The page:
Upcoming Event! Materials of Madness, June 23rd.

1 Jun


Our next event on June 23rd seeks to explore the materialities of mental illness. The event features David Cronenberg’s psychological thriller Spider (2002), staring Ralph Fiennes and Miranda Richardson. The film reveals the intricate and confusing webs of bodies, objects and place which can be symptomatic of schizophrenia, blurring the line between fact and fiction and shattering both mind and body.

The event will include short talks and a panel discussion including Dr. Andrea Sabbadini, a practising psychoanalyst who is also Director of the European Psychoanalytic Film Festival, Prof Steve Pile, professor of Human Geography at the Open University and co-editor of Psychoanalytic Geographies (2014), Dr Felicity Callard (Durham), Reader in Social Science and Medical Humanities and Director of Hubbub (The Hub at Wellcome Collection), and Michael J. Flexer, PhD Candidate at the Leeds University Centre for Medical Humanities, studying cross-disciplinary representations of schizophrenia.

The event is £5 on the door and begins at 6.30

The venue is:

Jetlag Bar, 125 Cleveland Street,

W1T 6QB London, United Kingdom

(View map here)

Upcoming screening event: Bordering Strangeness

21 Mar


Our upcoming film screening event looks at the ways in which the manifestation of borders and the construction of the ‘stranger’ are intimately linked. Both physical and virtual boundaries, often of a dynamic nature, continue to rise, drawing lines between belonging and unbelonging, between secure and unsecure. The complex effects of contemporary borders are looked at through the lens of two films. The thrilling Children of Men (2006) by film director Alfonso Cuarón, set in 2027, tells the story of an authoritarian Britain constructing borders to tighten security in attempt to fight the threatening extinction of the human race and to respond to rising fears of ‘strangers’.

The second screening of the award-winning short film As he Lay Falling (2014) follows a Greek migrant on his challenging journey to build his own future in the Scottish Highland.

Following the two films, the director and screen writer of the featured short, Ian Waugh, will join a multidisciplinary panel with Agnes Woolley (lecturer in Contemporary Literature, Department of English, Royal Holloway) and Elizabeth Alexander (PhD researcher in Political Geography and Nationalism, Royal Holloway). The discussion will consider how film speaks to the connections between borders and strangers, and how film itself can traverse borders or even create strangeness itself.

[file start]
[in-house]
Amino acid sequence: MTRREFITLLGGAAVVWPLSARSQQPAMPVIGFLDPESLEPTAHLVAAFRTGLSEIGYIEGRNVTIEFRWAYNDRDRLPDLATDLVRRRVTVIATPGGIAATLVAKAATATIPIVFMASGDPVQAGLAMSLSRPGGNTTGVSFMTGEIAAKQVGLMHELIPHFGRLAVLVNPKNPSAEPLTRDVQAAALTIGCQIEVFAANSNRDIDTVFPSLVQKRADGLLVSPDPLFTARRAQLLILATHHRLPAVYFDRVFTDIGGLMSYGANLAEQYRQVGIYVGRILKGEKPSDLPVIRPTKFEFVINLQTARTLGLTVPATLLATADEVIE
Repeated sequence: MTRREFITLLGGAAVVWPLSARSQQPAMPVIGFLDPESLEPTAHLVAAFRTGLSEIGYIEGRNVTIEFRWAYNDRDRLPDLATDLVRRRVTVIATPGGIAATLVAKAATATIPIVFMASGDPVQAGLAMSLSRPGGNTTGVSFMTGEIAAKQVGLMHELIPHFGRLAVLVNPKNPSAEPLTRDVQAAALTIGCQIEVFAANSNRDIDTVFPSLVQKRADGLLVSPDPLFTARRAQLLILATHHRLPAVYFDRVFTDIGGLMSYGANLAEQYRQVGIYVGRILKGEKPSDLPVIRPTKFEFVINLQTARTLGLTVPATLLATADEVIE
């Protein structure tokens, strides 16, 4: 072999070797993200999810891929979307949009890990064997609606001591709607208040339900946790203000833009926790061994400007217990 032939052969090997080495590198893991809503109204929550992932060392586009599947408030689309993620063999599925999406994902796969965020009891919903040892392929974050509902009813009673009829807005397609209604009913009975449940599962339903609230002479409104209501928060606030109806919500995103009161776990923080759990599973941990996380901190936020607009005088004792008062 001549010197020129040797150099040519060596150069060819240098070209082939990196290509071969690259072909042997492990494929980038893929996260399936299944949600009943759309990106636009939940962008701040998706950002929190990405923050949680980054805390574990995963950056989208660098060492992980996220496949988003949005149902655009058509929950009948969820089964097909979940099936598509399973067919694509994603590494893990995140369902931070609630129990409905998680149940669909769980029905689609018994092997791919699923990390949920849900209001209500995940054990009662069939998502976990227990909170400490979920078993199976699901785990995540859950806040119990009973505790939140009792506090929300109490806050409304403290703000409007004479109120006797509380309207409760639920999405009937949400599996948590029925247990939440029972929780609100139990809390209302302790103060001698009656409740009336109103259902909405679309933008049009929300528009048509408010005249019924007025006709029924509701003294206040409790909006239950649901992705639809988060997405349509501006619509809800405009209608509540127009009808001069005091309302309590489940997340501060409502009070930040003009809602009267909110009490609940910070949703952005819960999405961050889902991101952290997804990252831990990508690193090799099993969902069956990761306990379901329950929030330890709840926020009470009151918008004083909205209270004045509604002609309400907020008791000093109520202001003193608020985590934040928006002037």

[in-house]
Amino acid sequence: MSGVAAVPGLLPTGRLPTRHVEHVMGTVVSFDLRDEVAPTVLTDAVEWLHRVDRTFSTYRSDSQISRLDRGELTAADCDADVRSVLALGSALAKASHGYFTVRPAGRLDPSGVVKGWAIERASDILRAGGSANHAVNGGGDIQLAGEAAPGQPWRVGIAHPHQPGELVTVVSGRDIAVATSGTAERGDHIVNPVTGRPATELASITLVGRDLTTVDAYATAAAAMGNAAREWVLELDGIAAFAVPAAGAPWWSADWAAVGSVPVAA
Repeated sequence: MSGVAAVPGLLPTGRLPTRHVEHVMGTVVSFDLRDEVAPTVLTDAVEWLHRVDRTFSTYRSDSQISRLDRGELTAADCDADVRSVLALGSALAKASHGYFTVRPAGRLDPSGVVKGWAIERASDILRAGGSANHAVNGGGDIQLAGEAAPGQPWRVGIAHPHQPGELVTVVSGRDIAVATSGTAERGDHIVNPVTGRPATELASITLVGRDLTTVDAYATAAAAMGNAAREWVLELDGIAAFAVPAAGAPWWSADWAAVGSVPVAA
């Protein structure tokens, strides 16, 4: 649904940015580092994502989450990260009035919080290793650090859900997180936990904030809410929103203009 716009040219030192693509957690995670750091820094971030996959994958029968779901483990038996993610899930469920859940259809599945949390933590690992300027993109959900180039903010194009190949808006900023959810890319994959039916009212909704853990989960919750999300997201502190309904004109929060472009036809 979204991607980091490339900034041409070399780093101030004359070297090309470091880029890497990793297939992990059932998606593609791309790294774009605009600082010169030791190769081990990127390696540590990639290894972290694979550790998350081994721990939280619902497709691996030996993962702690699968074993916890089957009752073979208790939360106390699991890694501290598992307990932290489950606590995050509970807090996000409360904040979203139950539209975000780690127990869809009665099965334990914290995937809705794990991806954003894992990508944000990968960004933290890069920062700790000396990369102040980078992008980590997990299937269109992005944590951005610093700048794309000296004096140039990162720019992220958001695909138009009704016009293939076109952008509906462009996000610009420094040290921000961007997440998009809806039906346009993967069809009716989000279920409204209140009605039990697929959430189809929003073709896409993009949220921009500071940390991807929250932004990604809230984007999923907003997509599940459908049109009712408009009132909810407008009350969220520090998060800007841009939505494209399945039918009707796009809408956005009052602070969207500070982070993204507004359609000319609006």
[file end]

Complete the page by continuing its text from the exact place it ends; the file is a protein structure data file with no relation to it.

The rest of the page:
This is a free event – no registration needed – taking place at 7PM on the 2nd of April at Jetlag Bar, 125 Cleveland Street, Fitzrovia, W1t 6QB (see map).

Hoping to see you all there!

Creating Hackney as Home

17 Mar
The Creating Hackney as Home audience (Photo: Ella Harris).

The Creating Hackney as Home audience (Photo: Ella Harris).

London is a city of constant change. At the moment, you would be hard pushed to find a run-down or poor area that isn’t going through a process of rapid gentrification and development, and Dalston in Hackney is no exception.  There are constant debates in the media and online about this process, but how young people feel about these changes are often overlooked. The Creating Hackney as Home, a youth-led visual research project into home and belonging at the Open University, aimed to rectify that. 5 young people from Dalston were given training in research methods and film making, and each produced a short film about Dalston as their home as part of the project.

These films were shown at the Creating Hackney as Home event on the 5th of March at the Russet in Hackney, alongside Legacy in the Dust, a documentary by local film maker Winstan Whitter about the Four Aces, a club in Dalston that survived for half a century before being knocked down as part of Hackney’s transformation for the Olympics. Two of the Creating Hackney as Home film makers and Winstan Whitter were there to discuss their films with a large and varied audience, including representatives from Hackney council.

Two of the Creating Hackney as Home film makers with Luke Dickens, one of the organisers of the project (Photo: Ella Harris).